• Increasing traffic as a whole would increase the number of people who become repeat visitors, some of whom would contribute to curation/moderation. How to increase traffic would make a good topic on its own.
  • Make users more aware of the role and importance of community moderation. I occasionally see even some experienced users characterize very active curation as people being busybodies, sticking their noses in where it wasn't invited. A surprising number of users aren't really familiar with some of the underlying concepts of the platform.
  • Remind visitors of pending needs that they could attend to while they're here. People often visit for a purpose, like checking on questions or composing an answer, and may not think to check on what else could use their help. The review queues icon indicates pending reviews, but it isn't that attention-getting, and is very unreliable at accurately reflecting pending tasks. I'm not sure how much we could do in this area, though, as the user interface is very standardized.
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    1. I think it is a very good idea to start a thread on how we can attract and retain more visitors. I thought we had had a thread about that, but I cannot find it.
    – Joachim Mod
    Feb 6, 2022 at 11:17
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    3. Indeed, I think we can only really emphasize such a thing in the Tour, which most users will not retake.
    – Joachim Mod
    Feb 6, 2022 at 11:33
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    @Joachim, I assume 3 refers to the 2nd bullet? I was envisioning a dedicated Meta page as described in my comment on the other answer. Users would become aware of it as a new post, maybe receiving community editing, maybe featured on the main page for a while, and by following the link out of curiosity when it's referenced in an invitation comment. My 3rd bullet refers to some form of active mechanism reflecting pending tasks, like the review queues icon (which would be more effective if improved).
    – fixer1234
    Feb 6, 2022 at 19:39
  • No, to the third bullet point, specifically how visitors "may not think to check on what else could use their help". We can put reminders like that in our Tour, but I don't think it will be of much help.
    – Joachim Mod
    Feb 7, 2022 at 16:08
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There is no "recruitment" effort to attract or encourage participation in site curation. When a relatively new user has been a repeat visitor, and their postings suggest they could be a useful contributor, it couldn't hurt to invite them to participate in community moderation. We could create an explanatory page to point them to.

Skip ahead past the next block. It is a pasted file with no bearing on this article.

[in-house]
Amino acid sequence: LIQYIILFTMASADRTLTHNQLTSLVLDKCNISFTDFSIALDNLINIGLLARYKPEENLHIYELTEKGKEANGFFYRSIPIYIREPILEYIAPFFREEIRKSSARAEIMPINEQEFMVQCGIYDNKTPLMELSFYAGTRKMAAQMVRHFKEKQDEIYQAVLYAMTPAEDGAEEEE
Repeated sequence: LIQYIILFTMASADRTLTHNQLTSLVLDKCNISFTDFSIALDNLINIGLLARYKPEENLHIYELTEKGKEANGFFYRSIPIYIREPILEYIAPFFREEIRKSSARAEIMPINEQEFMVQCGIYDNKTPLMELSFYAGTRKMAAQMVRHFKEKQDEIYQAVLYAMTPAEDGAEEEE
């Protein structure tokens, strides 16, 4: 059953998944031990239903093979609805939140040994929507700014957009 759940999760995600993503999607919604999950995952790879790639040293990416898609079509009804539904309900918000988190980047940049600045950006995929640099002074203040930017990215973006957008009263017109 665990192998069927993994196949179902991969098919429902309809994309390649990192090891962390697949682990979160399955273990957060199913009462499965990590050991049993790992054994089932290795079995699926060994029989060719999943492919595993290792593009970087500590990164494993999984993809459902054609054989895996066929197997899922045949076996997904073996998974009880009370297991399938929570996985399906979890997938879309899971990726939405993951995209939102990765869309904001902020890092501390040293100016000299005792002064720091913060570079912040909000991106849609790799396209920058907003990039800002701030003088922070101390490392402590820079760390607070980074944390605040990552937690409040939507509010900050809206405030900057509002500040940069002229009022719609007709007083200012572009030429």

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  • We can start a new Meta thread about this, to point out what a community such as ours needs in the form of moderation. How to invite them, on a more personal level, might prove another obstacle: we can't invite them using their personal information, we can ping them, but that might prove very work-intensive. So we'll end up with the same problems: too few visitors, even less users interested in Meta, and hardly anyone would see such a post. I think posting it on the main site just for that reason is ..inappropriate (but mods are "exception handlers" :).
    – Joachim Mod
    Feb 6, 2022 at 11:27
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    @Joachim, what I envisioned was an A&C Meta page that explains/describes the concept/role of community moderation (what it is, why it is, the tasks involved, connection to privileges, etc.). It could also serve to educate new users who complain when their post is tampered with. This would be focused on promising candidates; the number of new users who return, contribute quality posts, and exhibit a good attitude is not that high. Invite would be in the form of a comment on a post of theirs pointing them to the page as something that might interest them (at the discretion of any user).
    – fixer1234
    Feb 6, 2022 at 19:25